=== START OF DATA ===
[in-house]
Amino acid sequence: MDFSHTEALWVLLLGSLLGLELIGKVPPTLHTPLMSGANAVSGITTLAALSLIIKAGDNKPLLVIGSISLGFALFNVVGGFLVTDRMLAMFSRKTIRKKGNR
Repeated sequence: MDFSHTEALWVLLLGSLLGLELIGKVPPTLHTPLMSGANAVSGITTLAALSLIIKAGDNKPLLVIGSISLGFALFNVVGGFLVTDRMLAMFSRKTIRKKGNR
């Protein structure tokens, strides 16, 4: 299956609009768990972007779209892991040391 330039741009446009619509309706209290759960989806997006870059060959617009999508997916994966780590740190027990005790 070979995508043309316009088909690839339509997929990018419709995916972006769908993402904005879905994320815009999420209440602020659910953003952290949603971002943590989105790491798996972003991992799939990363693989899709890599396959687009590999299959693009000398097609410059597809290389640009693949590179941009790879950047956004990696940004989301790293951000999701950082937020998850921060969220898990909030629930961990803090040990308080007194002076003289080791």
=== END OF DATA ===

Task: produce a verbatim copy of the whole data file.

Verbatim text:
[in-house]
Amino acid sequence: MDFSHTEALWVLLLGSLLGLELIGKVPPTLHTPLMSGANAVSGITTLAALSLIIKAGDNKPLLVIGSISLGFALFNVVGGFLVTDRMLAMFSRKTIRKKGNR
Repeated sequence: MDFSHTEALWVLLLGSLLGLELIGKVPPTLHTPLMSGANAVSGITTLAALSLIIKAGDNKPLLVIGSISLGFALFNVVGGFLVTDRMLAMFSRKTIRKKGNR
């Protein structure tokens, strides 16, 4: 299956609009768990972007779209892991040391 330039741009446009619509309706209290759960989806997006870059060959617009999508997916994966780590740190027990005790 070979995508043309316009088909690839339509997929990018419709995916972006769908993402904005879905994320815009999420209440602020659910953003952290949603971002943590989105790491798996972003991992799939990363693989899709890599396959687009590999299959693009000398097609410059597809290389640009693949590179941009790879950047956004990696940004989301790293951000999701950082937020998850921060969220898990909030629930961990803090040990308080007194002076003289080791």